A team of CAPE volunteers traveled to Nevada in March of 2014 to rescue Billy, a burro who was found abandoned in the Nevada desert. He was transported to CAPE Animal Sanctuary immediately and has thrived in his beautiful forever home for the past five years.
Billy is friendly, funny and sweet. You also haven’t met stubborn until you’ve met Billy- - often being the leader of mischief with his friends Pip and Penny. He has won the hearts of everyone who has met him.
Trixie and Misty grew up together and needed to find a new home. These elderly mini-donkeys are so bonded we knew they should not be separated. They are never far from each other in the barnyard pasture that they share with the goats and pigs. They will spend their golden years living life to the fullest at the CAPE Animal Sanctuary.
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Penelope’s life before being rescued by CAPE was one of major neglect and her body still carries reminders of her previous life. Due to lack of proper nutrition, she has extreme fat pockets on her back. Her hooves were extremely deformed when she arrived at the CAPE Animal Sanctuary due to years of neglect.
But today, after months of trims and care,her hooves look in perfect position. Her eyes have a sadness that moves your soul. But her spirit tells a different story about resilience and trust. She’s gentle and sweet, loving and curious. Visitors are often found hugging her with her head in their arms (shown with visitors from Hilltop Commons Senior Living). She’s deeply bonded with the rescued herd, especially Billy and Pip. And it is a true honor for us to have her in our care.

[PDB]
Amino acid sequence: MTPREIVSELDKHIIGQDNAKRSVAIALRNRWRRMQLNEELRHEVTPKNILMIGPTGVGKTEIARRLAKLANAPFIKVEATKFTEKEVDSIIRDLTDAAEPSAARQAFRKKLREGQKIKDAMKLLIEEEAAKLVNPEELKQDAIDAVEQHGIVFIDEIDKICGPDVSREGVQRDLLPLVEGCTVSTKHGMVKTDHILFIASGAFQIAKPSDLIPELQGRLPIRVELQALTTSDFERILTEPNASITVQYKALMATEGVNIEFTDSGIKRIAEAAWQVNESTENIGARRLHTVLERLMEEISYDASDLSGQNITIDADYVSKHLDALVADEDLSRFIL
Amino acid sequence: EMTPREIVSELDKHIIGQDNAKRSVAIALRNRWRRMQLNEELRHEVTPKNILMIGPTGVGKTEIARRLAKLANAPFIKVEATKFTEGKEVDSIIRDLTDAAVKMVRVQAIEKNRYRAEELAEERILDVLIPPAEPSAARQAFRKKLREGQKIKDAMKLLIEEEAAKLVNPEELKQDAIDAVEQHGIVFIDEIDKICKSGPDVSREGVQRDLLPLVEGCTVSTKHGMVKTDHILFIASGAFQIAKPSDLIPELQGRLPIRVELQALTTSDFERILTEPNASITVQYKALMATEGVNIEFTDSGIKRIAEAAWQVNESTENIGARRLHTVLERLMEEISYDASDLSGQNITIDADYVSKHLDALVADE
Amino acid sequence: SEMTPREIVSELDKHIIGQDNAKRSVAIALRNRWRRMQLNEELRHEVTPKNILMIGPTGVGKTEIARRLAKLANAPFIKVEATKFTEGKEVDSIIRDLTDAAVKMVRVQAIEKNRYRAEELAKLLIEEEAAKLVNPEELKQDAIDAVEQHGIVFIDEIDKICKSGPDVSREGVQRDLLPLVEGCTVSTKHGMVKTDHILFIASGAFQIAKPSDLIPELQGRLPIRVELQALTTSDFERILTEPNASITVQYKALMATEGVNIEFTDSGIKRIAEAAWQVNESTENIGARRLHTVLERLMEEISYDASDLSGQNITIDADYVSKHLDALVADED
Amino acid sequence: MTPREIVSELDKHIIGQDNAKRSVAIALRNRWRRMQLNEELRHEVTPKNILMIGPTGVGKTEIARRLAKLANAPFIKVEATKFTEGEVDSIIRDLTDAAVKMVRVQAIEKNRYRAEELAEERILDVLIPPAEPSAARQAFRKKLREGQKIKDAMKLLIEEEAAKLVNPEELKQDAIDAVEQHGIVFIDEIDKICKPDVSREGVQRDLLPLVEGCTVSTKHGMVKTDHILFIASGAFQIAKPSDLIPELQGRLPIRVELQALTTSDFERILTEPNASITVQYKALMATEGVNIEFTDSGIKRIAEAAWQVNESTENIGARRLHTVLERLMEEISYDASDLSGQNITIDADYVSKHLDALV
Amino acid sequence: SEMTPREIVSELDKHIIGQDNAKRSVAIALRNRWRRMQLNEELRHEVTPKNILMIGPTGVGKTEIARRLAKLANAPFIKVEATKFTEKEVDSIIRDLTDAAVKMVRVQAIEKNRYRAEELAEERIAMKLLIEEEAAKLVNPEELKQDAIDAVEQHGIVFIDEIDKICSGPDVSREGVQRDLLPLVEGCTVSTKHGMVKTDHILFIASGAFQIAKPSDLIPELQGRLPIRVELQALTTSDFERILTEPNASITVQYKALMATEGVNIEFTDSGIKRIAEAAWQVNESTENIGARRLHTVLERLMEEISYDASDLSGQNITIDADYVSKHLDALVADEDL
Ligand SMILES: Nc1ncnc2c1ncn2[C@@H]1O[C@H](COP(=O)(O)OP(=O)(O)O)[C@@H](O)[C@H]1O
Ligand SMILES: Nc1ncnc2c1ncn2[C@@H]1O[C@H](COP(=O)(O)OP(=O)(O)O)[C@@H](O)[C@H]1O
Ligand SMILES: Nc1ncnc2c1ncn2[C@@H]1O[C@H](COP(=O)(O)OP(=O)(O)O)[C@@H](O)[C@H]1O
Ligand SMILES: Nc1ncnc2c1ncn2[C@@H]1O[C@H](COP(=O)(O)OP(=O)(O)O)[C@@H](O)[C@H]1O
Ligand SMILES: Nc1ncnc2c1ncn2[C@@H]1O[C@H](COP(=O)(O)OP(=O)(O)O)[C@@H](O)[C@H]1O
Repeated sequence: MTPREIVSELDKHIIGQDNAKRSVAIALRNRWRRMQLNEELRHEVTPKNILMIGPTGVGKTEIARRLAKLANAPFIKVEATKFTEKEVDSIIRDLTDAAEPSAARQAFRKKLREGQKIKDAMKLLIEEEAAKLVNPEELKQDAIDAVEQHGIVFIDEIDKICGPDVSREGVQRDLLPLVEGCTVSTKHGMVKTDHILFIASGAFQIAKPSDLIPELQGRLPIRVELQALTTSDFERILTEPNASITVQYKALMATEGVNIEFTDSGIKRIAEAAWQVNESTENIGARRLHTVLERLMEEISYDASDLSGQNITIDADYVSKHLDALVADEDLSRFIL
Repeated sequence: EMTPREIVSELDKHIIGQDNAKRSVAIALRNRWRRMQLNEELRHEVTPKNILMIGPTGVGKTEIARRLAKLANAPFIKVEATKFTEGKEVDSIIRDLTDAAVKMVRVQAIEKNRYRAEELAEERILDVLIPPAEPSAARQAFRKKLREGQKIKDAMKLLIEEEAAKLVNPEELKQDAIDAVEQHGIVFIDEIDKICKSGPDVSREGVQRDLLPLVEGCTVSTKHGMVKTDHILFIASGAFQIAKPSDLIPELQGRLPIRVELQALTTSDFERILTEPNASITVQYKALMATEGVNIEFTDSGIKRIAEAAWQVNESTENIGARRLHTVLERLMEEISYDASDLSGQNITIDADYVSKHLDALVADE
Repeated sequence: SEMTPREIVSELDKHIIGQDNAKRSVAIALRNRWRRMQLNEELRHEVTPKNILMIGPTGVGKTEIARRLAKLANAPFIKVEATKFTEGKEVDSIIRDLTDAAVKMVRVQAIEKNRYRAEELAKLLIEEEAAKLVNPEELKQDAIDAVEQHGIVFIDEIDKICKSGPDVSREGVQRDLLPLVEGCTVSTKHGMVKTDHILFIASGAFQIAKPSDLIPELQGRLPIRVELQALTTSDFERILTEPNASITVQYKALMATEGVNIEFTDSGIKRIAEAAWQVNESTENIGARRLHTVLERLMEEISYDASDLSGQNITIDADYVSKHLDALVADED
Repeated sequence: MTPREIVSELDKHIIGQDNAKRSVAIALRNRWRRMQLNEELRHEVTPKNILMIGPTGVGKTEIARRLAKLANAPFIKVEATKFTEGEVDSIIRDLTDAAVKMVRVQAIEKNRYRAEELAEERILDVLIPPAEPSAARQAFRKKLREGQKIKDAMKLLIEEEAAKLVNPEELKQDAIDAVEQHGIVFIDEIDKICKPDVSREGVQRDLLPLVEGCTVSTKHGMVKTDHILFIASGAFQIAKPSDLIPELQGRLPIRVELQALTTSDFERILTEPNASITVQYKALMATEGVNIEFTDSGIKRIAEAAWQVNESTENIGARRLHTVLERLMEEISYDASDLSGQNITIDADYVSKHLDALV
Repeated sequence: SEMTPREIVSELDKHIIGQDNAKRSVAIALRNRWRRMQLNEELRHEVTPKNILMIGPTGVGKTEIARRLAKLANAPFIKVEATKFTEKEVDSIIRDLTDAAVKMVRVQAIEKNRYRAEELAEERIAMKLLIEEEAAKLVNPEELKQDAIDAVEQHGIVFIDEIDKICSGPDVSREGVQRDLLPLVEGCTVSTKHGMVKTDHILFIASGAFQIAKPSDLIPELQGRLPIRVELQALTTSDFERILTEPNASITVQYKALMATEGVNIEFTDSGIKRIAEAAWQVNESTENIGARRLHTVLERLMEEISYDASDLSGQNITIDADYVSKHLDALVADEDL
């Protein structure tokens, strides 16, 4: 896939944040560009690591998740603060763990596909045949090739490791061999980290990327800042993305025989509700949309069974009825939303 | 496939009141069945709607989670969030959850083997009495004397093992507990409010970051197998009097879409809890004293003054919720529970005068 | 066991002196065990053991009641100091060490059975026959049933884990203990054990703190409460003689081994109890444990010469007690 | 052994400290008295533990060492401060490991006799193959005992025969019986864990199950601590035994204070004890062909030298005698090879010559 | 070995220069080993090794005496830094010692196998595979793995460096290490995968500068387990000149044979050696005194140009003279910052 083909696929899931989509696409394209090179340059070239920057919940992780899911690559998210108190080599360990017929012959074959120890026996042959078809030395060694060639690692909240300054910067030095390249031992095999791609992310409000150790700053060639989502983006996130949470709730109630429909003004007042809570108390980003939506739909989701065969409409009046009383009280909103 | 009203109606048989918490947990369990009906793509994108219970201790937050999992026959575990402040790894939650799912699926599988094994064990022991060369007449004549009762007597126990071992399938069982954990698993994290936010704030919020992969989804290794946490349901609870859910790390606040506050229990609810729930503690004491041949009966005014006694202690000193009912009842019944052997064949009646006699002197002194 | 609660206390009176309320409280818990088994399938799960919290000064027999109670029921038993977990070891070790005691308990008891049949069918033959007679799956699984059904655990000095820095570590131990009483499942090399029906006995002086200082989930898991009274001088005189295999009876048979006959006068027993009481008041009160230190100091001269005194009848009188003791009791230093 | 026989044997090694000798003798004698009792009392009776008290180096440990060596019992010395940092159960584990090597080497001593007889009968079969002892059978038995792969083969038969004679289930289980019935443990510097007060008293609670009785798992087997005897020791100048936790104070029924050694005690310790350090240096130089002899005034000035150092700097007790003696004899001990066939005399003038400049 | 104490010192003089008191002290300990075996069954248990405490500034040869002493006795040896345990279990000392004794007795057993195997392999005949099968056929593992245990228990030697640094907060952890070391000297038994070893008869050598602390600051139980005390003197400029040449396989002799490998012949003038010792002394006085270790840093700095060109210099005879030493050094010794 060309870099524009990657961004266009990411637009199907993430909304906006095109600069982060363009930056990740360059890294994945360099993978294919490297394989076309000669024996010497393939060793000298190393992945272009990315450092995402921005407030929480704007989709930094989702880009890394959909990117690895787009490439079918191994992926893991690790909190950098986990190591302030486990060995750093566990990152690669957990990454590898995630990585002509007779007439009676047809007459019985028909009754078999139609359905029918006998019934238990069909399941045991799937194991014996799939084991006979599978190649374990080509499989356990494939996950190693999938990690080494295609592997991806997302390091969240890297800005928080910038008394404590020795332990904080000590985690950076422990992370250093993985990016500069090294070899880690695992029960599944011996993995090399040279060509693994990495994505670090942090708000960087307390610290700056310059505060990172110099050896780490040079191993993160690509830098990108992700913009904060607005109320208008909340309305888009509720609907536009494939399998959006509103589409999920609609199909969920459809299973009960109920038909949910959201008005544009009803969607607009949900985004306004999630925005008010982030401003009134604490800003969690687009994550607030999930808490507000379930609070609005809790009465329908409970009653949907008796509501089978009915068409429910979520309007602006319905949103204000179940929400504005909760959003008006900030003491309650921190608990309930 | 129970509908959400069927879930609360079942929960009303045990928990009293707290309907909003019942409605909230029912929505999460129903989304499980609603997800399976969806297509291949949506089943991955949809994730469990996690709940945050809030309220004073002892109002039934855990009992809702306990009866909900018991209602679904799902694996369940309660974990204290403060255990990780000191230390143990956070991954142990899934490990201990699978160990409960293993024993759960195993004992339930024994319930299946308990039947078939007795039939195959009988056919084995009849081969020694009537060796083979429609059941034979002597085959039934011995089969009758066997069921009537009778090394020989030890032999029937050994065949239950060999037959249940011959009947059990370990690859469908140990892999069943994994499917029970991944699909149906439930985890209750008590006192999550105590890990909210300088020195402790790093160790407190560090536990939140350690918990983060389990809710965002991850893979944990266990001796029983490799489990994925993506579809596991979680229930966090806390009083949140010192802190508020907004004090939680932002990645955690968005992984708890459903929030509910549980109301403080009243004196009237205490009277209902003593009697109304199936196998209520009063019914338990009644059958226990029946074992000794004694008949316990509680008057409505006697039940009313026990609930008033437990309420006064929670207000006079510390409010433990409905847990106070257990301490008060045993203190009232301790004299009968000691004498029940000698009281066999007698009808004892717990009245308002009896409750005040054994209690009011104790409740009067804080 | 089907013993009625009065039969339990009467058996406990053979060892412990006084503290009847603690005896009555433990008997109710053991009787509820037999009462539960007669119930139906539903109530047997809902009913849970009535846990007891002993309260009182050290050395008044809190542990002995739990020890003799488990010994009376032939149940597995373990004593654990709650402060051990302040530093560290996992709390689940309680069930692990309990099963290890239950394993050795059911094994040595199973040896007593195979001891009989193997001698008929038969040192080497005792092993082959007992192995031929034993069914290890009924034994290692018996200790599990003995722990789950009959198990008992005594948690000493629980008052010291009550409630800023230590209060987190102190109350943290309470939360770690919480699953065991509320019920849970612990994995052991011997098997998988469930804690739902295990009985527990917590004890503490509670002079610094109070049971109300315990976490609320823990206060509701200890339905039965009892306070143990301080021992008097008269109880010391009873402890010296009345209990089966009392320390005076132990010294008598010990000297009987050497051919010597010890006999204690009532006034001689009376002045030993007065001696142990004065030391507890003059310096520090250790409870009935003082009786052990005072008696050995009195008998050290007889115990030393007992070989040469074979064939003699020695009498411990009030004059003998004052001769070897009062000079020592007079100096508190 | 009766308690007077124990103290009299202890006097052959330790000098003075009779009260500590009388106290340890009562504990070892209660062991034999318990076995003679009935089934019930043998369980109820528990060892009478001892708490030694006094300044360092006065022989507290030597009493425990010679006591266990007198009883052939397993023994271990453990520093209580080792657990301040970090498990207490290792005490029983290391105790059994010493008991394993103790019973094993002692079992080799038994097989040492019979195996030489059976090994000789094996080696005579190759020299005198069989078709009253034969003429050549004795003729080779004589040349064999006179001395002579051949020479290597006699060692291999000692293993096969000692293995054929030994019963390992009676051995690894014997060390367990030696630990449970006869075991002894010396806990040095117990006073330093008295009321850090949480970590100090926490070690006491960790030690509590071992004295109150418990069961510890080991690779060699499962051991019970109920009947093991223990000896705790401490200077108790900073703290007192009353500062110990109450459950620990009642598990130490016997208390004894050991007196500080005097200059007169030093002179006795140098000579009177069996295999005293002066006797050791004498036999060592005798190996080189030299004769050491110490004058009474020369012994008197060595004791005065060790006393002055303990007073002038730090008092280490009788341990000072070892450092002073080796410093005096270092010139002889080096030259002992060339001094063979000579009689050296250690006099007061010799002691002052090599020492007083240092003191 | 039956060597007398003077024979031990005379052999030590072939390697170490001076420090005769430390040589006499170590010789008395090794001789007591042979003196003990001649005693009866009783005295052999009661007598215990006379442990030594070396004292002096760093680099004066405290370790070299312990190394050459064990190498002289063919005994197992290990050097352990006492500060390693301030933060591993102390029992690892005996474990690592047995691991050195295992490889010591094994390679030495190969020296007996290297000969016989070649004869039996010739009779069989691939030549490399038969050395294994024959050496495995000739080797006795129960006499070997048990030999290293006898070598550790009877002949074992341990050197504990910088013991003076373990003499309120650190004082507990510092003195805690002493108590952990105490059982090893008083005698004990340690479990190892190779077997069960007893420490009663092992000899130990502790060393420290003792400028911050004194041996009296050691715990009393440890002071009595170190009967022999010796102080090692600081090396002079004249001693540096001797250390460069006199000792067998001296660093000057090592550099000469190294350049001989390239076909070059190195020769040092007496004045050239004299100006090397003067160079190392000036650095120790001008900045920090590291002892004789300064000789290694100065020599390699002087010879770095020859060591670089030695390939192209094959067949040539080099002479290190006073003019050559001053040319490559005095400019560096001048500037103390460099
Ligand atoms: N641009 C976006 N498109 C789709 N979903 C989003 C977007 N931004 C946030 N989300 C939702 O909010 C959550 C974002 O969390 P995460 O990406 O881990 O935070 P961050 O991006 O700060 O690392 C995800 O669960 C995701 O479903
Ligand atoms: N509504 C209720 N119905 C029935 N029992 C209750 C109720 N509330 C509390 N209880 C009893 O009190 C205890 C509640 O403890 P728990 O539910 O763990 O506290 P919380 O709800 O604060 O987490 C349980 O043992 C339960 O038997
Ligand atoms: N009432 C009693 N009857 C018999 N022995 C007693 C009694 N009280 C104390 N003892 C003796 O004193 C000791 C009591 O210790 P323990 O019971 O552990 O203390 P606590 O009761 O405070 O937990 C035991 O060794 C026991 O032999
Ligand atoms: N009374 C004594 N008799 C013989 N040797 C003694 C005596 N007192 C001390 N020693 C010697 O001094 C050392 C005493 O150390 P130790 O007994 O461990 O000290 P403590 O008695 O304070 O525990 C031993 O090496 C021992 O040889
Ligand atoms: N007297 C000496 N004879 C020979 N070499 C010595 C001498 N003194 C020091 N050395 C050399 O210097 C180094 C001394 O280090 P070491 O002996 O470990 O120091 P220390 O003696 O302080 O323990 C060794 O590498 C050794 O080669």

Why does CAPE rescue donkeys and burros?
The Bureau of Land Management (BLM) chases wild horses and burros into holding pens using helicopters in order to use the land for cattle grazing. The burros are separated from their herd and many are injured during the round-ups. • Wild horses and burros are confined in holding pens where they can linger for years. Many end up going to slaughter if they are not adopted. • In some parts of the world, donkeys are used as “beasts of burden” living lives of abusive service.
What can you do to help end their suffering?
• You can help by adopting a plant-based diet. This will reduce the cattle industry’s impact on the public land that is home to wild horses and burros. • Be aware of legislation that affects wild horses and burros. Voice your opinions to your legislators at every opportunity. • An informative resource is The American Wild Horse Campaign • Avoid any industries that use donkeys as “beasts of burden”.
Interesting Facts About Burros and Donkeys:
• Burros and donkeys are typically the same animal. The main difference is that donkeys are domesticated and burros are usually wild. • Burros and donkeys have a large number of facial muscles that express emotions, especially around their eyes and lips. • Burros and donkeys have excellent memories and can remember places they have been to and other animals they have met . • Burros and donkeys can hear another’s bray up to 60 miles away. • Burros and donkeys are capable of independent thinking and decision making, especially regarding their safety. • Burros and donkeys are social animals and need to be with a herd. If they get lonely, they can become depressed.
“Until we extend our circle of compassion to all living things, humanity will not find peace." ~Dr. Albert Schweitzer